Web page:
Residents enjoying appetizers on slumped bottles.Dave McTigue, culinary and nutrition director for Lanier Village Estates, is always looking for ways to enhance the image and quality of the dining program at this ACTS Retirement Community—particularly as it pertains to formal dining. (Lanier has a formal dining room, a casual restaurant and a small coffee shop.) His quest often takes him to a variety of culinary events such as wine tastings, and it was at one such tasting that he found the inspiration for the community’s Slumped Bottles program.
“They had a vendor there who had these melted bottles that he had drilled holes into and had hung like wind chimes,” McTigue recalls. “Even though they were hanging, as soon as I saw them I thought, ‘those would make a beautiful wine and cheese type of plate or a salad plate.’
“One of the resident activities at Lanier Village is a glass shop, where people can make items such as stained glass windows to sell,” he adds. “One of our residents—Esther Safford—was working there melting small bottles to make things like spoon holders. I thought that if I got the bottles she could melt them down for me.”
The idea grew into a resident-driven project. McTigue began to collect liquor and wine bottles from residents, and the Slumped Bottles program took shape.
“We’ve experimented with practically every type of bottle you can imagine,” McTigue says. “I particularly like the wine bottles. The 1.5-liter bottles are probably the best size, but the 750s work as well. You have all different colors—green, clear, blue—and you have different shapes. We’ve found that the clear bottles are the least attractive. When [the plates] have a color to them it provides a much better background and makes the items on the glass show up a bit better.”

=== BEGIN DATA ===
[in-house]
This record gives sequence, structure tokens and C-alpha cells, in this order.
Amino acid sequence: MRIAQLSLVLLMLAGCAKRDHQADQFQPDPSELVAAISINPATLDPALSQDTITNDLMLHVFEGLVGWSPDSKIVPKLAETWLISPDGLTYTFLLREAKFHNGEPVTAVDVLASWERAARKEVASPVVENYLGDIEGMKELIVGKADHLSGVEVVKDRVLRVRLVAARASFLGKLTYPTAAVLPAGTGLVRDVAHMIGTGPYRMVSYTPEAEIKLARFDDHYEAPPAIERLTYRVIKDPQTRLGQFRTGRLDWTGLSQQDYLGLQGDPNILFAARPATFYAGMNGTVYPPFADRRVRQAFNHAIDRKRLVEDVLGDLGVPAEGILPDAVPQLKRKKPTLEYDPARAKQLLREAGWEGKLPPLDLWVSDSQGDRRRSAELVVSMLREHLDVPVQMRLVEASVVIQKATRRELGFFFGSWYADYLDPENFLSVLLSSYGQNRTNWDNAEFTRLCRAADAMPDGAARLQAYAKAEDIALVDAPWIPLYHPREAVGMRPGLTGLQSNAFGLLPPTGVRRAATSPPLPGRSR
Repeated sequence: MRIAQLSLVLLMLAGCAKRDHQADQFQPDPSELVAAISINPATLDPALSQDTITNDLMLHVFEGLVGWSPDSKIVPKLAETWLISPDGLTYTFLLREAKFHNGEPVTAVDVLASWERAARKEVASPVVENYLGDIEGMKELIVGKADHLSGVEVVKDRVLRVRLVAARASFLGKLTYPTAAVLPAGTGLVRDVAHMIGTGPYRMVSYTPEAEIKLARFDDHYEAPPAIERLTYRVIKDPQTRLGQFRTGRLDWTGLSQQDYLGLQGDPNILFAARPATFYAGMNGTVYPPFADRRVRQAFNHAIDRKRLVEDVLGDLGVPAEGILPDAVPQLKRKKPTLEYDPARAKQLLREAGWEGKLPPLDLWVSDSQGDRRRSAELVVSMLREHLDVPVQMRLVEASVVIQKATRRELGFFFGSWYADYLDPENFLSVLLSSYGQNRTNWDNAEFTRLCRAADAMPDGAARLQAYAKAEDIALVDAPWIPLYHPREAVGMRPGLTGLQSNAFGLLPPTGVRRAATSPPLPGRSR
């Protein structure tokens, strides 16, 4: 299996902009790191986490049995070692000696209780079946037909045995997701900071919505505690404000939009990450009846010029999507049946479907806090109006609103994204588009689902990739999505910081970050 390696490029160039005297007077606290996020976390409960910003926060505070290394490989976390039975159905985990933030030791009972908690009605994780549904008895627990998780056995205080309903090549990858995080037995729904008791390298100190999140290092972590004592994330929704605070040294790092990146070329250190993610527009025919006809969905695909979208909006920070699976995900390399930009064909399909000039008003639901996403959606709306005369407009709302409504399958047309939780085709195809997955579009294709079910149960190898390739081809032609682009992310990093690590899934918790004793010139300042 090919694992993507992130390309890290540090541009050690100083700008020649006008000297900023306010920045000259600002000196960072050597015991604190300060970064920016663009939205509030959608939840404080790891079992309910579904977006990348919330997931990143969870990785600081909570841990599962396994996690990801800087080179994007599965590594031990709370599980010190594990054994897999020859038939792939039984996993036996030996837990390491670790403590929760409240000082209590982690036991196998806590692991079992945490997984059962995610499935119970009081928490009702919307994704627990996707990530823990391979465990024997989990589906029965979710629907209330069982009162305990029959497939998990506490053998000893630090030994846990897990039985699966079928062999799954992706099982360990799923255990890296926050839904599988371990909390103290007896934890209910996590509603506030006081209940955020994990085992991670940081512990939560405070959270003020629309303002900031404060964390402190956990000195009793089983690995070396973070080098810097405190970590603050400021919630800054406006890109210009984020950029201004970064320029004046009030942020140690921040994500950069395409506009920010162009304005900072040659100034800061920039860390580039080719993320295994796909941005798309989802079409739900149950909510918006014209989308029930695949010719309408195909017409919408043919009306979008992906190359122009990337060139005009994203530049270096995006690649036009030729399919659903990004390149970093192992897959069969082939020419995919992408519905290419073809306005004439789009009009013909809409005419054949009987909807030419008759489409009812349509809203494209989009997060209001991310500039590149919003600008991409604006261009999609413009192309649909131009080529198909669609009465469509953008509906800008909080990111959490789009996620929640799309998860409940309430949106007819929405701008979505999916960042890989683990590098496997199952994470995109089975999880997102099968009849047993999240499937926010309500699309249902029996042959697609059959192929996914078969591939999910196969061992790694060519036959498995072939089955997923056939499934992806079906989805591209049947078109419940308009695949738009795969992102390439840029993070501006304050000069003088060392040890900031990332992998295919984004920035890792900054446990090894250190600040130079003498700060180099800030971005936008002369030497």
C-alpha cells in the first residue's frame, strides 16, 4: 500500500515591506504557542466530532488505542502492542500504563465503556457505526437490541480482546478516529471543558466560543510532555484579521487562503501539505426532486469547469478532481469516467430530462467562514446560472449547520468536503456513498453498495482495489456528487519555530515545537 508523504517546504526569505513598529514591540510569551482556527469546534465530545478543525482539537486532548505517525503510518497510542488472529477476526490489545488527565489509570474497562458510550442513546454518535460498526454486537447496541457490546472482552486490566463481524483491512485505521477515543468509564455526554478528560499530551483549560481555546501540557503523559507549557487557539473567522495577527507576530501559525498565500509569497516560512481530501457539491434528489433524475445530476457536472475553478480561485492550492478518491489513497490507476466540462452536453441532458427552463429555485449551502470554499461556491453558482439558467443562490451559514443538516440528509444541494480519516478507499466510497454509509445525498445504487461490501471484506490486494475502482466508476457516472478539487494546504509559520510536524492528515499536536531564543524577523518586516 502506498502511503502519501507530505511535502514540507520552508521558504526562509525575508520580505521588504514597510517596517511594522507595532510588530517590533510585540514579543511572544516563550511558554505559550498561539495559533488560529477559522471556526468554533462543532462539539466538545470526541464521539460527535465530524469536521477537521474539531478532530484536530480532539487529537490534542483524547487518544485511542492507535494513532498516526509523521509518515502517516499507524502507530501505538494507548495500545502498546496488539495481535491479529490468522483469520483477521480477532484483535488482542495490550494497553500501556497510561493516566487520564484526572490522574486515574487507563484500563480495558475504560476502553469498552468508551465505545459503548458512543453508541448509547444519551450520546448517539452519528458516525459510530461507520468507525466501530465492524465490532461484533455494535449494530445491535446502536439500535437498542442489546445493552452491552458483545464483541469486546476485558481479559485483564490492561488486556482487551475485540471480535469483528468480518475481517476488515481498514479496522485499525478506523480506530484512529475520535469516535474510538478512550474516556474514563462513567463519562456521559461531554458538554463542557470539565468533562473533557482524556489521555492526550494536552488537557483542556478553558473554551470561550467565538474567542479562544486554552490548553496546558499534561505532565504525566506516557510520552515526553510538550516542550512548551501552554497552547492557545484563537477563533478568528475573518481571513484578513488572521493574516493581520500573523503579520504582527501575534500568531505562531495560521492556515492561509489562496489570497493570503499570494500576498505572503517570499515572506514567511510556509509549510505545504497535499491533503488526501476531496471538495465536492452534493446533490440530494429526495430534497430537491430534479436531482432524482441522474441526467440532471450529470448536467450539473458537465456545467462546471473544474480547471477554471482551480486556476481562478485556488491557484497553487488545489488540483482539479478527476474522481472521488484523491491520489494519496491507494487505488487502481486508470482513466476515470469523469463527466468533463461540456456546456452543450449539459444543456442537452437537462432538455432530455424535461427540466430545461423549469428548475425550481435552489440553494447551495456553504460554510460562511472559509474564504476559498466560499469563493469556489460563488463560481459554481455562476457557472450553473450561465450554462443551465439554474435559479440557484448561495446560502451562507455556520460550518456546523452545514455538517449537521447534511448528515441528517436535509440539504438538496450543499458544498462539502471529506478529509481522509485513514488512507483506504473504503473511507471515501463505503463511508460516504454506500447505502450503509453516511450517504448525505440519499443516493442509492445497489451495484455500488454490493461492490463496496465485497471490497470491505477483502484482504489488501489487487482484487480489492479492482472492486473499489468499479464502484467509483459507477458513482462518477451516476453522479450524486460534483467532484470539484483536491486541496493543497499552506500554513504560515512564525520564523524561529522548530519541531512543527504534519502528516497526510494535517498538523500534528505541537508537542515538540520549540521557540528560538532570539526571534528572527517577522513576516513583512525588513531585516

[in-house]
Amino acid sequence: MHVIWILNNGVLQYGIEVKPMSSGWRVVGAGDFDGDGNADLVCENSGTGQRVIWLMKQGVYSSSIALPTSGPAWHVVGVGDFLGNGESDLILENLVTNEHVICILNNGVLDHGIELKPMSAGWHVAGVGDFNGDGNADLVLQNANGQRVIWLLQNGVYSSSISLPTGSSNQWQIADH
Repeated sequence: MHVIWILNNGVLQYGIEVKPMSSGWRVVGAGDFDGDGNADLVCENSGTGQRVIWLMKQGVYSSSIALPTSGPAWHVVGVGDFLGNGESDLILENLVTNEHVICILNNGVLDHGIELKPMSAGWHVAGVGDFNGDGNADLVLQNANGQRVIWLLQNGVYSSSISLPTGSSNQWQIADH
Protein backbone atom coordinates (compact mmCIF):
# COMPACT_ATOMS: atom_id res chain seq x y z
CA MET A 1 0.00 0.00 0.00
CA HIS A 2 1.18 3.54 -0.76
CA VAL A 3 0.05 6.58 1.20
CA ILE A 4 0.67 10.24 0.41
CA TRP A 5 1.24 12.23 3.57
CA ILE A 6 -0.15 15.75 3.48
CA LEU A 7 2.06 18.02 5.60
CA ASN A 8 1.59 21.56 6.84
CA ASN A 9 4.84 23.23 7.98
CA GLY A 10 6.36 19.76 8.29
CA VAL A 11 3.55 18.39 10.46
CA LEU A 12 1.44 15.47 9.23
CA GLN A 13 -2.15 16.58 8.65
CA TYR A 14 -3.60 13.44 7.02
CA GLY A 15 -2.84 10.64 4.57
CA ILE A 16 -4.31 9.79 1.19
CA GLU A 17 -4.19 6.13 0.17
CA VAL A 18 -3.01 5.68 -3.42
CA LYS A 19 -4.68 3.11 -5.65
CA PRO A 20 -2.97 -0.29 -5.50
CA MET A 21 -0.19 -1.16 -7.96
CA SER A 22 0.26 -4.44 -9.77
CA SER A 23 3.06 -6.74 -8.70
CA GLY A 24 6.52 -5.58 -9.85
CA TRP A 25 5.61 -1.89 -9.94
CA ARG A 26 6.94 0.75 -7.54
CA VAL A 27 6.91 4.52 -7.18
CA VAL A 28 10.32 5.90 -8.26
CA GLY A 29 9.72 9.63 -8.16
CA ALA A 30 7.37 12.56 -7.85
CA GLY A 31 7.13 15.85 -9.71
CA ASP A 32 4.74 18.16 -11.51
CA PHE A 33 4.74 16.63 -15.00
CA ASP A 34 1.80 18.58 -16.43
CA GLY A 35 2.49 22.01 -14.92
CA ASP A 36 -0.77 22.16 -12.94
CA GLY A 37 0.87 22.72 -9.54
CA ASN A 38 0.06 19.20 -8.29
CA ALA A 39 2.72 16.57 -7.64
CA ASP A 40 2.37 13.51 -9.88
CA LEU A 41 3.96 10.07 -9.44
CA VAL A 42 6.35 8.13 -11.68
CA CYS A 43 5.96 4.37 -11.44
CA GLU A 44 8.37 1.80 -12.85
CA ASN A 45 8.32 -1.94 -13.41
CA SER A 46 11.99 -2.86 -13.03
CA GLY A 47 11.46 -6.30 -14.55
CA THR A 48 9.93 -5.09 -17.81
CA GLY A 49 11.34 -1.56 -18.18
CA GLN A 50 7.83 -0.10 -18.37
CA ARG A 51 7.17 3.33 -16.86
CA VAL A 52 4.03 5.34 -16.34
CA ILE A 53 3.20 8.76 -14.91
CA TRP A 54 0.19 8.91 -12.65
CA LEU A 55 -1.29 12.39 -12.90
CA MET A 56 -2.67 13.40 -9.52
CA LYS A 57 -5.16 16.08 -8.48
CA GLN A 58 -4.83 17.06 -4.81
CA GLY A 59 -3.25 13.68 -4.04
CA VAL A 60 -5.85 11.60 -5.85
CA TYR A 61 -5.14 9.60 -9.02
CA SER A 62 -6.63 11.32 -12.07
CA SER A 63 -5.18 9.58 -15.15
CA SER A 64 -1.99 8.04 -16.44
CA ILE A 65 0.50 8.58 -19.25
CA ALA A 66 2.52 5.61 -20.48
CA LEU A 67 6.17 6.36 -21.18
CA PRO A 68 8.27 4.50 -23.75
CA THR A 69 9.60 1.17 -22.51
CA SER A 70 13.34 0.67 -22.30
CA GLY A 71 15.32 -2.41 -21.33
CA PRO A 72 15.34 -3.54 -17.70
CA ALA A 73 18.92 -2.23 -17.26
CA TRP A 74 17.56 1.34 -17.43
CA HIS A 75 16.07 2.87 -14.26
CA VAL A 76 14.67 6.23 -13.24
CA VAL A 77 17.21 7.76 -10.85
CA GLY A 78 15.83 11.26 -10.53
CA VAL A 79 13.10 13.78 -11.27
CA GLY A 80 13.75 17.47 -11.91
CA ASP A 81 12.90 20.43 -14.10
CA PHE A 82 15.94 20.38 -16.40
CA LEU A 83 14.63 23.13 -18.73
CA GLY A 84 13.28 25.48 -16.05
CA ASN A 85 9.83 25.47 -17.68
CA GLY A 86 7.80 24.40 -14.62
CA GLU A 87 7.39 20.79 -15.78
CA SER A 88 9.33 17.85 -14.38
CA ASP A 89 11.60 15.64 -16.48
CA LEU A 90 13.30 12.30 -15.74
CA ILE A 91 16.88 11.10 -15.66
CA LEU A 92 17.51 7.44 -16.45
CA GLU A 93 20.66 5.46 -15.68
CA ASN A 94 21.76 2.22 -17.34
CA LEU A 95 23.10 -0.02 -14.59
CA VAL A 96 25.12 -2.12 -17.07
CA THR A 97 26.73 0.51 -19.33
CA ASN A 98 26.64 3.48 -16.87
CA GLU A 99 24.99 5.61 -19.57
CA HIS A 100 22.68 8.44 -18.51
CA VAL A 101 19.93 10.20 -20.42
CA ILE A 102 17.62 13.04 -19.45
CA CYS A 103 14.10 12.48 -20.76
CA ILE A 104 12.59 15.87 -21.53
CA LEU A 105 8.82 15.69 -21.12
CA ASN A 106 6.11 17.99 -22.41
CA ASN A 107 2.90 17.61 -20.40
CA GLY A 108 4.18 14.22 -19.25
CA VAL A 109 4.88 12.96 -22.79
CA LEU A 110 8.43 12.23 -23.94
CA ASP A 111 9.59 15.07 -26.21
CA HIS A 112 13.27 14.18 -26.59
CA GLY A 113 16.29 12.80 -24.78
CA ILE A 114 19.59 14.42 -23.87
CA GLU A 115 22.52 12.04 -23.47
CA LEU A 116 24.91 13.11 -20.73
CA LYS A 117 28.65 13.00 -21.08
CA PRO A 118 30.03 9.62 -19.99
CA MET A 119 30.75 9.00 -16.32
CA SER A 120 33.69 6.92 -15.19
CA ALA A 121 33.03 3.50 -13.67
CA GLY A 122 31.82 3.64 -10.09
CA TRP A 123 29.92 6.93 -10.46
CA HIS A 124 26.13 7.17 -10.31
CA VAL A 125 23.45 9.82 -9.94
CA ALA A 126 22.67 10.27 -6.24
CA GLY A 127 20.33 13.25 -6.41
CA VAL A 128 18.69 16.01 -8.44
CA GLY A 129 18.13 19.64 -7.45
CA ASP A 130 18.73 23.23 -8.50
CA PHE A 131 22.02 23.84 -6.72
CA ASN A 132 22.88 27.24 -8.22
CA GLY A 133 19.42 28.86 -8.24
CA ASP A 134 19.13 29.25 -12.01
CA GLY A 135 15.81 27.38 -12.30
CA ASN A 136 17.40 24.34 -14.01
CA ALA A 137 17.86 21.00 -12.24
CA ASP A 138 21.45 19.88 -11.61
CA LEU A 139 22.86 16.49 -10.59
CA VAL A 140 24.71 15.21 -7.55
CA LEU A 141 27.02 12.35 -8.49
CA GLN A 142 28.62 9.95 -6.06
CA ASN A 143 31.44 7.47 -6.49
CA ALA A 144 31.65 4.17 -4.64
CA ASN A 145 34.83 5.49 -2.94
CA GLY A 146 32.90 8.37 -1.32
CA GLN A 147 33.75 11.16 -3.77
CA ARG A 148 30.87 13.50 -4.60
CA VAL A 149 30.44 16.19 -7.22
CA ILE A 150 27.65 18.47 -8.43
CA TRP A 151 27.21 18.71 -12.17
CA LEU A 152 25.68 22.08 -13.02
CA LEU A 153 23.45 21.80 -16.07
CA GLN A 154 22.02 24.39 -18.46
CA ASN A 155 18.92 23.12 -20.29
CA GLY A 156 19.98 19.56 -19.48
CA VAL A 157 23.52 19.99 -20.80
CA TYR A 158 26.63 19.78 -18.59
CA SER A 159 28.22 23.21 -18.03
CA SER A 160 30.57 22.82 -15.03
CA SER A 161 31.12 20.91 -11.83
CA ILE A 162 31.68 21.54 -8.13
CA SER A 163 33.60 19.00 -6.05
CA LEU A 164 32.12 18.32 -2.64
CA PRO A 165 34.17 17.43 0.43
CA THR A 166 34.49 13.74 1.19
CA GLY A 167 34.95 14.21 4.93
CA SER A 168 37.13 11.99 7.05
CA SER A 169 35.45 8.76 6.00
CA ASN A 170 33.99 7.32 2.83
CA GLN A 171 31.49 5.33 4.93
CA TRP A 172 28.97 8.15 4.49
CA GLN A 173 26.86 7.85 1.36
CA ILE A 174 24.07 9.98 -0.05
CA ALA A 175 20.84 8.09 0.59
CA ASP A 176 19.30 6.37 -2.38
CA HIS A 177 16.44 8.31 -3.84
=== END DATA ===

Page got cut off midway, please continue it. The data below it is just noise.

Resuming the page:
But wine bottles aren’t the only things McTigue has found useful. “We’ve taken the larger Jack Daniel’s bottles, the ones that have a little hook on the handle, and that gives us a different look. Those Grey Goose bottles, they’ve got some etched glass on the back of the bottle—usually a mountain range or a bird that the artist puts on them. When you melt them down it gives kind of a 3-D effect.”
Lanier Village executives estimate that the Slumped Bottles program saves about 330 pounds of glass from the landfill per year, which isn’t bad considering that it wasn’t the original intent of the concept.
“We didn’t start out saying we’re going to save or help the environment,” says McTigue. “We were really focused on the culinary side, wanting to know what we could do to make our restaurant a little more unique or give us something new to showcase. But because it developed that way and the residents became a part of the process, everybody wins, no matter how you look at it.”
Lanier Village Estates’ Slumped Bottles program represents the gold standard for non-commercial foodservice because:
• It is a collaborative effort between staff and residents
• It has heightened the image of the dining program, created excitement on the part of residents and drawn more business
• It is an innovative way to protect the environment through recycling, while also saving costs on the purchase of servingware such as cheese and salad plates.